What about errors? Import wrong file????


OUTransport is composed of three static classes in the file OUTransport.cs. The classes are...

  1. MainProg - examines command line argument and calls a method for import or export.
  2. ADSearch - contains all AD logic. Public methods for export and import. OU search and creation methods. Find domain name method. Interprets lines from OU import file into nesting level and OU name. ADSearch is the only nontrivial class. See the discussion below.
  3. OUFile - reads an import file into an array list. Provides methods to read the next line or go back to the previous line. The class has no knowledge of the meaning of the lines or how they will be processed.

Exporting an OU structure

Before the ADSearch class can do any work, it must be initialized by a call to the public method InitAD(). This method determines the DN of the Domain naming context (NC) the AD is authoritative for and stores it in ADSearch'ss only public variable, DomainDN. Determining the Domain NC is a common feature in any code involving the AD.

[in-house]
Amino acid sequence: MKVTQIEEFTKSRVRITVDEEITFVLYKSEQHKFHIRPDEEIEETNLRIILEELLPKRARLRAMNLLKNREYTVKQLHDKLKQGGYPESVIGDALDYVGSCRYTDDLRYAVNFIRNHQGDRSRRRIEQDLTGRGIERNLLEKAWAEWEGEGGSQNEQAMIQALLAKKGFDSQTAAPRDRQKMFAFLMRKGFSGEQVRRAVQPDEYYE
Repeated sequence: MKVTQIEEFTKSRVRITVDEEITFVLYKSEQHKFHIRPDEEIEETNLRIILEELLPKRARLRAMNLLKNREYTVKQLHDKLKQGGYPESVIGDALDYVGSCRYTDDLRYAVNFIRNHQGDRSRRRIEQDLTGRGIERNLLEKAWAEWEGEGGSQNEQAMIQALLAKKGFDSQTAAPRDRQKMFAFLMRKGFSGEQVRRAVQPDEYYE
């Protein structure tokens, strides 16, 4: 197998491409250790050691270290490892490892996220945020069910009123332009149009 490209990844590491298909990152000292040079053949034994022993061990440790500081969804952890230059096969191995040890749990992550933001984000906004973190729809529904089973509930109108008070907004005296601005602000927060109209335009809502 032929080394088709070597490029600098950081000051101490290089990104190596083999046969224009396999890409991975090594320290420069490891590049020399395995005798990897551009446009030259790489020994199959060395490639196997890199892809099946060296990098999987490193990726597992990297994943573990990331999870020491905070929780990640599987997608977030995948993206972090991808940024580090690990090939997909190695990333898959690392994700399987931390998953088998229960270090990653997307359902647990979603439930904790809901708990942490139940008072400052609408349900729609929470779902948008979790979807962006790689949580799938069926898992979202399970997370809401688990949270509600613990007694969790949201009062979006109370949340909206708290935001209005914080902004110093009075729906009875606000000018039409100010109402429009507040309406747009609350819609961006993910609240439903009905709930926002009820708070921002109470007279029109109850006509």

1    public static void InitAD() {
22        DirectoryEntry DomainDE = new DirectoryEntry("LDAP://rootDSE");
3        DomainDN = (DomainDE.Properties["defaultNamingContext"])[0].ToString();
4    } // InitAD()

The code above creates a DirectoryEntry object passing the constructor the path "LDAP://rootDSE". This path is a pointer to the very top or root of the hierarchical data maintained on every AD in the domain. One of the things kept here is a list of the partitions or NCs supported by all the ADs in the domain. Constructing the DirectoryEntry does not actually do anything with the AD. Any bogus path will be accepted without throwing an exception. Note the path does not contain the machine name of a specific AD. This is typical as most AD requests do not care which AD in the domain responds. The first responding AD will be used.